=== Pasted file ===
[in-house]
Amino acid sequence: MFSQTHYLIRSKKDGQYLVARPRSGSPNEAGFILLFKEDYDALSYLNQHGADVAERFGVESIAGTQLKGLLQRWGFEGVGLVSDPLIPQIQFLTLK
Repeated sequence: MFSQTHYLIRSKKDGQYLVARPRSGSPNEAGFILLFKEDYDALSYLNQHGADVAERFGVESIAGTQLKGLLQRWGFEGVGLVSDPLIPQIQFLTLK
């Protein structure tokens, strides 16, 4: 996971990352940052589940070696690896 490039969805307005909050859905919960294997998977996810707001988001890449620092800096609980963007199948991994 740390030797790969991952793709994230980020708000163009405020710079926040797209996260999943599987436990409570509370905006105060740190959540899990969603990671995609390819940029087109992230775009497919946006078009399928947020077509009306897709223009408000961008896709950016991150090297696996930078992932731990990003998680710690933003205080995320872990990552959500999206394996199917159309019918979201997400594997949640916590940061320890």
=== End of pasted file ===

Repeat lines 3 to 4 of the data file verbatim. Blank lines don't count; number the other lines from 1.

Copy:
Repeated sequence: MFSQTHYLIRSKKDGQYLVARPRSGSPNEAGFILLFKEDYDALSYLNQHGADVAERFGVESIAGTQLKGLLQRWGFEGVGLVSDPLIPQIQFLTLK
């Protein structure tokens, strides 16, 4: 996971990352940052589940070696690896 490039969805307005909050859905919960294997998977996810707001988001890449620092800096609980963007199948991994 740390030797790969991952793709994230980020708000163009405020710079926040797209996260999943599987436990409570509370905006105060740190959540899990969603990671995609390819940029087109992230775009497919946006078009399928947020077509009306897709223009408000961008896709950016991150090297696996930078992932731990990003998680710690933003205080995320872990990552959500999206394996199917159309019918979201997400594997949640916590940061320890």